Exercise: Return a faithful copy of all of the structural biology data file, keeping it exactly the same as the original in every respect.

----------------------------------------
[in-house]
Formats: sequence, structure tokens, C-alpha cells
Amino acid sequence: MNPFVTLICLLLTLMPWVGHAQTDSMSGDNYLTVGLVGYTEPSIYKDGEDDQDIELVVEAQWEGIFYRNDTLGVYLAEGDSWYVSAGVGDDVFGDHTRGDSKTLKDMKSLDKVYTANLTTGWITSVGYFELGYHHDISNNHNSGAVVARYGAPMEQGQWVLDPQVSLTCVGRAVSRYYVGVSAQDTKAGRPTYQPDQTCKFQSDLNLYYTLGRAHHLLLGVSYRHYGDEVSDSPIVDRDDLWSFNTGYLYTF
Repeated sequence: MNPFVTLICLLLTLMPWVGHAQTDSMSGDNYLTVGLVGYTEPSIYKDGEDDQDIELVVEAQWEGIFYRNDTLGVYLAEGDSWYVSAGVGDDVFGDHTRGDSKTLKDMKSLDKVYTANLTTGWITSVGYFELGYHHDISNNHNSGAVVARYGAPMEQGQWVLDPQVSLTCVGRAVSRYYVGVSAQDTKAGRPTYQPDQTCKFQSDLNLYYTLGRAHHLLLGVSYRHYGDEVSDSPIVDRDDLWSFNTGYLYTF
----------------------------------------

[in-house]
Formats: sequence, structure tokens, C-alpha cells
Amino acid sequence: MNPFVTLICLLLTLMPWVGHAQTDSMSGDNYLTVGLVGYTEPSIYKDGEDDQDIELVVEAQWEGIFYRNDTLGVYLAEGDSWYVSAGVGDDVFGDHTRGDSKTLKDMKSLDKVYTANLTTGWITSVGYFELGYHHDISNNHNSGAVVARYGAPMEQGQWVLDPQVSLTCVGRAVSRYYVGVSAQDTKAGRPTYQPDQTCKFQSDLNLYYTLGRAHHLLLGVSYRHYGDEVSDSPIVDRDDLWSFNTGYLYTF
Repeated sequence: MNPFVTLICLLLTLMPWVGHAQTDSMSGDNYLTVGLVGYTEPSIYKDGEDDQDIELVVEAQWEGIFYRNDTLGVYLAEGDSWYVSAGVGDDVFGDHTRGDSKTLKDMKSLDKVYTANLTTGWITSVGYFELGYHHDISNNHNSGAVVARYGAPMEQGQWVLDPQVSLTCVGRAVSRYYVGVSAQDTKAGRPTYQPDQTCKFQSDLNLYYTLGRAHHLLLGVSYRHYGDEVSDSPIVDRDDLWSFNTGYLYTF